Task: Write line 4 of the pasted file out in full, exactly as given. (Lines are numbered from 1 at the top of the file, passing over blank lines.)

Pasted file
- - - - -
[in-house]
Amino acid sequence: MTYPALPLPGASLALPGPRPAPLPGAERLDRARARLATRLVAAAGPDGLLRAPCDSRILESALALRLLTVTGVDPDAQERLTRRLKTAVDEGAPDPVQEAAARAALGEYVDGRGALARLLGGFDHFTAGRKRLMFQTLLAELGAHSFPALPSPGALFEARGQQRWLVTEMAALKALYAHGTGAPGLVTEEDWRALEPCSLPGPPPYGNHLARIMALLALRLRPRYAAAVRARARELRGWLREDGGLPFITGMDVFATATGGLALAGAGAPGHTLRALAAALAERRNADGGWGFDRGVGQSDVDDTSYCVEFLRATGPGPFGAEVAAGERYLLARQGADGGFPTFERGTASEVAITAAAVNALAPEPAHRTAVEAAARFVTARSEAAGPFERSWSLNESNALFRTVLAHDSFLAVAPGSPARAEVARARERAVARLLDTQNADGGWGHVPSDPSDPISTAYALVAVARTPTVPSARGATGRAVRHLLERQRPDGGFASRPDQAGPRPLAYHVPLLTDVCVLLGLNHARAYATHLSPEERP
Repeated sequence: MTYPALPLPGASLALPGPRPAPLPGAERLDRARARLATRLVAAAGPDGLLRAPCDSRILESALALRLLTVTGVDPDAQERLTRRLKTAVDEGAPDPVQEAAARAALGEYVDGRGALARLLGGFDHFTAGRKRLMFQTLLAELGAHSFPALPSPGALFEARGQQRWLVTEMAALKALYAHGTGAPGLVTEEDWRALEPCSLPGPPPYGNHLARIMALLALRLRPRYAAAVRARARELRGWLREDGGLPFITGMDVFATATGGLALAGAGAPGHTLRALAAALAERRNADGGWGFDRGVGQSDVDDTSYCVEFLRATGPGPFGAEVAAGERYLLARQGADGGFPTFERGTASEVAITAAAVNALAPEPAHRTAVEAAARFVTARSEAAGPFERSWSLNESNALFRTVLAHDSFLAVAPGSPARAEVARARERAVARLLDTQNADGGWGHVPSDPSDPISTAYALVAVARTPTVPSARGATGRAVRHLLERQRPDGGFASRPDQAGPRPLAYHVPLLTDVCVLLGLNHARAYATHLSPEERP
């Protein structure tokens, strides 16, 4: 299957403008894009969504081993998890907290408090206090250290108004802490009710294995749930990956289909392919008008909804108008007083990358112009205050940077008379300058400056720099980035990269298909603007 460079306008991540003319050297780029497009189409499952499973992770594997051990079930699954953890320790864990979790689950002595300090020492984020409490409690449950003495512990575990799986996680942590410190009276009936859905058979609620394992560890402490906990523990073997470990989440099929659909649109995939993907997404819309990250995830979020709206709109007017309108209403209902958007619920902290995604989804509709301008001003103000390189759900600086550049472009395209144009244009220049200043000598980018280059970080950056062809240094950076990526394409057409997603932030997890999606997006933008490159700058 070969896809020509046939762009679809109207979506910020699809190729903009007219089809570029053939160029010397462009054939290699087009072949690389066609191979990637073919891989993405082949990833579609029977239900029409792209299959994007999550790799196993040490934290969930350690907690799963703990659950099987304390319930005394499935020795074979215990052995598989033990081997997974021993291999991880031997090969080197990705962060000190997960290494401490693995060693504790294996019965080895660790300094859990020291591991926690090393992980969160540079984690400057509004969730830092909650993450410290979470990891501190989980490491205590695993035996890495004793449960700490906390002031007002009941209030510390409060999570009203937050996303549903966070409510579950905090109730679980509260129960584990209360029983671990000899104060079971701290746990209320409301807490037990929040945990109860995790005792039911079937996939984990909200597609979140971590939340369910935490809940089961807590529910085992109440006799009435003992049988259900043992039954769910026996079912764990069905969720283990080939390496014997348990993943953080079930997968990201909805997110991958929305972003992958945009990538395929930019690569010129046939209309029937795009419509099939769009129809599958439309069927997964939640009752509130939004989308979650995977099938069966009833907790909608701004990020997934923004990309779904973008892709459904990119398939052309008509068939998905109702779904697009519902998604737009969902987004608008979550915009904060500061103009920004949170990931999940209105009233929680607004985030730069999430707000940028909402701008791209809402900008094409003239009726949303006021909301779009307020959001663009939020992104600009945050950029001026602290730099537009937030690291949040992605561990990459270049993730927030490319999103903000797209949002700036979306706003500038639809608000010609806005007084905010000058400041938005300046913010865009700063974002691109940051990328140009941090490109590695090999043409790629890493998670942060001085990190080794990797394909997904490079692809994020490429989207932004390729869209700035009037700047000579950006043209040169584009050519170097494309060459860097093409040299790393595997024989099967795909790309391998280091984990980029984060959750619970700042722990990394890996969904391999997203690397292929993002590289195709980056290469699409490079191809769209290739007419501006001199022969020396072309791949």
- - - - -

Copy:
């Protein structure tokens, strides 16, 4: 299957403008894009969504081993998890907290408090206090250290108004802490009710294995749930990956289909392919008008909804108008007083990358112009205050940077008379300058400056720099980035990269298909603007 460079306008991540003319050297780029497009189409499952499973992770594997051990079930699954953890320790864990979790689950002595300090020492984020409490409690449950003495512990575990799986996680942590410190009276009936859905058979609620394992560890402490906990523990073997470990989440099929659909649109995939993907997404819309990250995830979020709206709109007017309108209403209902958007619920902290995604989804509709301008001003103000390189759900600086550049472009395209144009244009220049200043000598980018280059970080950056062809240094950076990526394409057409997603932030997890999606997006933008490159700058 070969896809020509046939762009679809109207979506910020699809190729903009007219089809570029053939160029010397462009054939290699087009072949690389066609191979990637073919891989993405082949990833579609029977239900029409792209299959994007999550790799196993040490934290969930350690907690799963703990659950099987304390319930005394499935020795074979215990052995598989033990081997997974021993291999991880031997090969080197990705962060000190997960290494401490693995060693504790294996019965080895660790300094859990020291591991926690090393992980969160540079984690400057509004969730830092909650993450410290979470990891501190989980490491205590695993035996890495004793449960700490906390002031007002009941209030510390409060999570009203937050996303549903966070409510579950905090109730679980509260129960584990209360029983671990000899104060079971701290746990209320409301807490037990929040945990109860995790005792039911079937996939984990909200597609979140971590939340369910935490809940089961807590529910085992109440006799009435003992049988259900043992039954769910026996079912764990069905969720283990080939390496014997348990993943953080079930997968990201909805997110991958929305972003992958945009990538395929930019690569010129046939209309029937795009419509099939769009129809599958439309069927997964939640009752509130939004989308979650995977099938069966009833907790909608701004990020997934923004990309779904973008892709459904990119398939052309008509068939998905109702779904697009519902998604737009969902987004608008979550915009904060500061103009920004949170990931999940209105009233929680607004985030730069999430707000940028909402701008791209809402900008094409003239009726949303006021909301779009307020959001663009939020992104600009945050950029001026602290730099537009937030690291949040992605561990990459270049993730927030490319999103903000797209949002700036979306706003500038639809608000010609806005007084905010000058400041938005300046913010865009700063974002691109940051990328140009941090490109590695090999043409790629890493998670942060001085990190080794990797394909997904490079692809994020490429989207932004390729869209700035009037700047000579950006043209040169584009050519170097494309060459860097093409040299790393595997024989099967795909790309391998280091984990980029984060959750619970700042722990990394890996969904391999997203690397292929993002590289195709980056290469699409490079191809769209290739007419501006001199022969020396072309791949």